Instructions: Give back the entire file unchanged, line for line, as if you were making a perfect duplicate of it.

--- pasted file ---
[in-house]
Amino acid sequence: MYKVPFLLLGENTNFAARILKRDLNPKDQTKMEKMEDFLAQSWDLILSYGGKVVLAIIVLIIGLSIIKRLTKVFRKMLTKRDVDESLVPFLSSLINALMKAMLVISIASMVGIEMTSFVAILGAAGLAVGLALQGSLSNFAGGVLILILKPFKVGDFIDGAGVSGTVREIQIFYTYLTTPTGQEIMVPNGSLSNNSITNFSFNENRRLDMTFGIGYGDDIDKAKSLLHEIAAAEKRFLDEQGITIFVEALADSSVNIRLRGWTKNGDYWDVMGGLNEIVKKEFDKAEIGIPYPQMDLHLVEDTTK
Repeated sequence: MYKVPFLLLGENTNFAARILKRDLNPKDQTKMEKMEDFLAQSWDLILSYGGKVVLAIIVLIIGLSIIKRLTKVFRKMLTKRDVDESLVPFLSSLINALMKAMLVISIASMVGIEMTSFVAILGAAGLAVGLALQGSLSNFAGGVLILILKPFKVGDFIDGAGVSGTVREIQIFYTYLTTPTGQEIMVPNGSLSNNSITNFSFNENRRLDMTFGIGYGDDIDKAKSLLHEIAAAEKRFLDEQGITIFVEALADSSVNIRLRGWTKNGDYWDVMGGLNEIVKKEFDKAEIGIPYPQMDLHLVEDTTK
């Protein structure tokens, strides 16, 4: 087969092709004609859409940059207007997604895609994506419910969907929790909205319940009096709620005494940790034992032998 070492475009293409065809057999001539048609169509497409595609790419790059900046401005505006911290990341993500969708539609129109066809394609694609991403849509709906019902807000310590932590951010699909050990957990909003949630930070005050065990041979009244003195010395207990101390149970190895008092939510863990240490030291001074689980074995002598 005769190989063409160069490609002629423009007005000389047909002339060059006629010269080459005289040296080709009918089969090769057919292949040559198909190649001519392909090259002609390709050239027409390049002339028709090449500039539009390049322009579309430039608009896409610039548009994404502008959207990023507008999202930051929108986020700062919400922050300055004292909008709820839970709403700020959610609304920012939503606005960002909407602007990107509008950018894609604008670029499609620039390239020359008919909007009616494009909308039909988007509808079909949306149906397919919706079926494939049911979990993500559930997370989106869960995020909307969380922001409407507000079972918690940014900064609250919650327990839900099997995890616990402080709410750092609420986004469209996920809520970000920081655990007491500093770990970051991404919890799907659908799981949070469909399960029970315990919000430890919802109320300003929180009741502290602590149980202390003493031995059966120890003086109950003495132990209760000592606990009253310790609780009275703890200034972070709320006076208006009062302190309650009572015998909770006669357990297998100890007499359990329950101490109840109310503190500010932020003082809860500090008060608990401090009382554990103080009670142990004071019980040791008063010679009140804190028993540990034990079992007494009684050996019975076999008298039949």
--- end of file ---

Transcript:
[in-house]
Amino acid sequence: MYKVPFLLLGENTNFAARILKRDLNPKDQTKMEKMEDFLAQSWDLILSYGGKVVLAIIVLIIGLSIIKRLTKVFRKMLTKRDVDESLVPFLSSLINALMKAMLVISIASMVGIEMTSFVAILGAAGLAVGLALQGSLSNFAGGVLILILKPFKVGDFIDGAGVSGTVREIQIFYTYLTTPTGQEIMVPNGSLSNNSITNFSFNENRRLDMTFGIGYGDDIDKAKSLLHEIAAAEKRFLDEQGITIFVEALADSSVNIRLRGWTKNGDYWDVMGGLNEIVKKEFDKAEIGIPYPQMDLHLVEDTTK
Repeated sequence: MYKVPFLLLGENTNFAARILKRDLNPKDQTKMEKMEDFLAQSWDLILSYGGKVVLAIIVLIIGLSIIKRLTKVFRKMLTKRDVDESLVPFLSSLINALMKAMLVISIASMVGIEMTSFVAILGAAGLAVGLALQGSLSNFAGGVLILILKPFKVGDFIDGAGVSGTVREIQIFYTYLTTPTGQEIMVPNGSLSNNSITNFSFNENRRLDMTFGIGYGDDIDKAKSLLHEIAAAEKRFLDEQGITIFVEALADSSVNIRLRGWTKNGDYWDVMGGLNEIVKKEFDKAEIGIPYPQMDLHLVEDTTK
């Protein structure tokens, strides 16, 4: 087969092709004609859409940059207007997604895609994506419910969907929790909205319940009096709620005494940790034992032998 070492475009293409065809057999001539048609169509497409595609790419790059900046401005505006911290990341993500969708539609129109066809394609694609991403849509709906019902807000310590932590951010699909050990957990909003949630930070005050065990041979009244003195010395207990101390149970190895008092939510863990240490030291001074689980074995002598 005769190989063409160069490609002629423009007005000389047909002339060059006629010269080459005289040296080709009918089969090769057919292949040559198909190649001519392909090259002609390709050239027409390049002339028709090449500039539009390049322009579309430039608009896409610039548009994404502008959207990023507008999202930051929108986020700062919400922050300055004292909008709820839970709403700020959610609304920012939503606005960002909407602007990107509008950018894609604008670029499609620039390239020359008919909007009616494009909308039909988007509808079909949306149906397919919706079926494939049911979990993500559930997370989106869960995020909307969380922001409407507000079972918690940014900064609250919650327990839900099997995890616990402080709410750092609420986004469209996920809520970000920081655990007491500093770990970051991404919890799907659908799981949070469909399960029970315990919000430890919802109320300003929180009741502290602590149980202390003493031995059966120890003086109950003495132990209760000592606990009253310790609780009275703890200034972070709320006076208006009062302190309650009572015998909770006669357990297998100890007499359990329950101490109840109310503190500010932020003082809860500090008060608990401090009382554990103080009670142990004071019980040791008063010679009140804190028993540990034990079992007494009684050996019975076999008298039949």